Palo Alto High School's sports news magazine

Viking Magazine

Palo Alto High School's sports news magazine

Viking Magazine

Palo Alto High School's sports news magazine

Viking Magazine

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Pickleball Prosperity

Pickleball has had a rapid ascension over the last few years across the world. Explore the sport’s history, how it is played, the professional scene, and the reason for its skyrocketing in popularity.

Pickleball, the sport that has taken America by storm over the past few years. Millions of people across the country have picked up the sport as a hobby, or even a profession, playing it every chance they get. Pickleball was a niche sport, ignored by the general public until Covid-19 struck the world. With close contact team sports like basketball out of the question, pickleball began to rise in popularity due to the space factor the court provided between your team and your opponents while maintaining enough space to remain social. Even though the social distancing mandate and Covid are mostly behind us, pickleball’s rapid ascension continues.

Pickleball was invented in 1965 by Joel Pritchard and Bill Bell in Washington after playing badminton with a ball and ping pong paddle. They continued to play and shaped the game and rules to the pickleball we know today.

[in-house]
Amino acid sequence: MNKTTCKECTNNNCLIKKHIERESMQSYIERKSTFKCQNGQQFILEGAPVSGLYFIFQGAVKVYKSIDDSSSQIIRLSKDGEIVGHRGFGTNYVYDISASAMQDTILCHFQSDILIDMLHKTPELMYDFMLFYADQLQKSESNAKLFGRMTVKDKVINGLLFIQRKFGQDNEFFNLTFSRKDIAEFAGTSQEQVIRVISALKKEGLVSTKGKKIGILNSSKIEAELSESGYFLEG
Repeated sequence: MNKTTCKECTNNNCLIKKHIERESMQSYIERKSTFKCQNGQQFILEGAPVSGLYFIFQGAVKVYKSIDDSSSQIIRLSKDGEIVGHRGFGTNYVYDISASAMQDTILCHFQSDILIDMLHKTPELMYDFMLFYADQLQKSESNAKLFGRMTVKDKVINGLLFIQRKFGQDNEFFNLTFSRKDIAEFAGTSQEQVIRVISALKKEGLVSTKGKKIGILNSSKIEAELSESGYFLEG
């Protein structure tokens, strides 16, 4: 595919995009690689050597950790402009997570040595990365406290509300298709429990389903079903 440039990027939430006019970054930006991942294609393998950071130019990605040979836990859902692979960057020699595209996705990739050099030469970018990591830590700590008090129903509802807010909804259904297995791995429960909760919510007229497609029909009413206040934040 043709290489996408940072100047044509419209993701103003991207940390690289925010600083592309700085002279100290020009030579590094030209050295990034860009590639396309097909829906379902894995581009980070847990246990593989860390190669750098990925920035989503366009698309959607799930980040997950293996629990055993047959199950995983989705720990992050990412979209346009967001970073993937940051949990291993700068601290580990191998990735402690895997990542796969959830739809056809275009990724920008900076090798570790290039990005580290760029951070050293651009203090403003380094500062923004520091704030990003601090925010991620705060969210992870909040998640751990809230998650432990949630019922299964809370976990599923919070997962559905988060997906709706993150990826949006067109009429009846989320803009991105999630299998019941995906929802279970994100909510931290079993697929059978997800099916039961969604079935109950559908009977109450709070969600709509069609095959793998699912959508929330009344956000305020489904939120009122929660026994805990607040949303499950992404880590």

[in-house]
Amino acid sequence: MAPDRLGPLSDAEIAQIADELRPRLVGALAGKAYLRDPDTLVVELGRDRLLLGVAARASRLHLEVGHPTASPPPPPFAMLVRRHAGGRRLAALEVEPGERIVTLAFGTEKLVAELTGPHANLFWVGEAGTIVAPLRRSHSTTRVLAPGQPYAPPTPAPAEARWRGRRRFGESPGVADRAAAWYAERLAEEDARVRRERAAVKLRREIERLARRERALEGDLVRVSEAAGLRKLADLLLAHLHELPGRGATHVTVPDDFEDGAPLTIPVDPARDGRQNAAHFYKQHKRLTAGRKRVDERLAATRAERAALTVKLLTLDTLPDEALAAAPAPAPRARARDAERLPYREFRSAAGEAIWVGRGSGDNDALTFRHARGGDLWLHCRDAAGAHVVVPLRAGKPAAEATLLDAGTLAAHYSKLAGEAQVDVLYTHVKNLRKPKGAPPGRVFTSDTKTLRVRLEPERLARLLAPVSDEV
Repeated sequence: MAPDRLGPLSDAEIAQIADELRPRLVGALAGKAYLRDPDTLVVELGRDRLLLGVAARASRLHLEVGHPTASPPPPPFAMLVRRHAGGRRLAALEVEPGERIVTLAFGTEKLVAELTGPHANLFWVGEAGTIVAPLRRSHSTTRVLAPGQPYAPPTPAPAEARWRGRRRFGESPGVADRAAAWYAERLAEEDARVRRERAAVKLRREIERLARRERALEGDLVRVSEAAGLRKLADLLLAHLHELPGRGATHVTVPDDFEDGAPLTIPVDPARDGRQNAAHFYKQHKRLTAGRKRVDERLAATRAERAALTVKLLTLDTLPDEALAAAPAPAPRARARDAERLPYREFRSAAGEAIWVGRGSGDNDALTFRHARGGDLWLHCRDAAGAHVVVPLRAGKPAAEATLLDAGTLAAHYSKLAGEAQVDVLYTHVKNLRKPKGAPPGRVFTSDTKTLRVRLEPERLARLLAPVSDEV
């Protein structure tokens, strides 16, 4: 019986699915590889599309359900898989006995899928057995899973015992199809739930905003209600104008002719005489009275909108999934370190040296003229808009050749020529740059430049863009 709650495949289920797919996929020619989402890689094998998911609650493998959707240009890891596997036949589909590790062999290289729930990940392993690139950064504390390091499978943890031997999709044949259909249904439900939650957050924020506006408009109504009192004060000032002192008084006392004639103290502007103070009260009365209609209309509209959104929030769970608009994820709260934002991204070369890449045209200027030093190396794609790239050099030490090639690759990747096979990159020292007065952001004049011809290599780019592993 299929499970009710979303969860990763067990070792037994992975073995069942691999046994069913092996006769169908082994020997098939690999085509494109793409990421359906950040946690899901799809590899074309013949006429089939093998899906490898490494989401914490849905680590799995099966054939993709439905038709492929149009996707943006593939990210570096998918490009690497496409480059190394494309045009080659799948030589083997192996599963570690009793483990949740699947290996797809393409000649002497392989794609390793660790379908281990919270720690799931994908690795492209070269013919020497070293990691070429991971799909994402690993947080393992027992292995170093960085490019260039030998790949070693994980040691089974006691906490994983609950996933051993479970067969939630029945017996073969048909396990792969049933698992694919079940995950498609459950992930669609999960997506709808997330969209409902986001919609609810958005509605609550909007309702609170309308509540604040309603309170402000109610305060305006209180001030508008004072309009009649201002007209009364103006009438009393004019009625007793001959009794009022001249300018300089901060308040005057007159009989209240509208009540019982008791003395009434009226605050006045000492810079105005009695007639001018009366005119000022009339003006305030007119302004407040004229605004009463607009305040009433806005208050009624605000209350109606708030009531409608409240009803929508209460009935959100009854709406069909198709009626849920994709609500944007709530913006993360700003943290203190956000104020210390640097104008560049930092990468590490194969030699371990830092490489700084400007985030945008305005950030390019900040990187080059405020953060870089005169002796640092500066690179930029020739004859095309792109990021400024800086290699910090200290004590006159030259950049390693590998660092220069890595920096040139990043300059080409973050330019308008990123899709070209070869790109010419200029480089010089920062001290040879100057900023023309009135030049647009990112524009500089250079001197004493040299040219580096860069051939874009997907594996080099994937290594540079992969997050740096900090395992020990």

Pickleball is played in a 44×20 foot rectangular area. Each side of the court has a small area called the “kitchen”, a seven foot wide rectangle in which volleys can not be made. Lastly, there is a centerline on each side of the court to help people know where to serve. 

Similarly to tennis, pickleball requires players to hit the ball back and forth. However, pickleball uses a smaller plastic paddle and a wiffle ball, rather than a racket and tennis ball. Furthermore, the rules are actually pretty different. Games in pickleball are played to eleven points, but a point is only counted when the team serving the ball scores. In pickleball, it is mandatory to let both the serve, and the return of serve bounce before any player can volley it. This allows the team returning the serve to have an advantage, and get to the kitchen quicker. If the team who does not serve the ball gets a point, it does not count towards their official score, but they now get the opportunity to serve the ball themselves, and score points. 

Seasoned pickleball player and current Paly PE teacher, Peter Diepenbrock, explains how he originally picked up the sport.

“We’ve had pickleball in PE here at Palo Alto as part of our curriculum since the early 1990s, but I didn’t start playing seriously until 2018,” Diepenbrock said. 

Pickleball is similar in style to other sports such as tennis, ping pong, and badminton, but it has its own unique nature that makes it appealing to all generations.

Pickleball offers a different skill set than other similar sports, as it requires a lot more touch and precision with each shot. Specifically, the “dink”, a short bump that lands in the opposing kitchen, is utilized a lot by high-level players, and is an extremely effective shot. It may look pretty weak to the naked eye, but the dink is possibly the most lethal shot in the game, because if it’s placed correctly, it prevents the opposing team from volleying back – and potentially hitting a winner.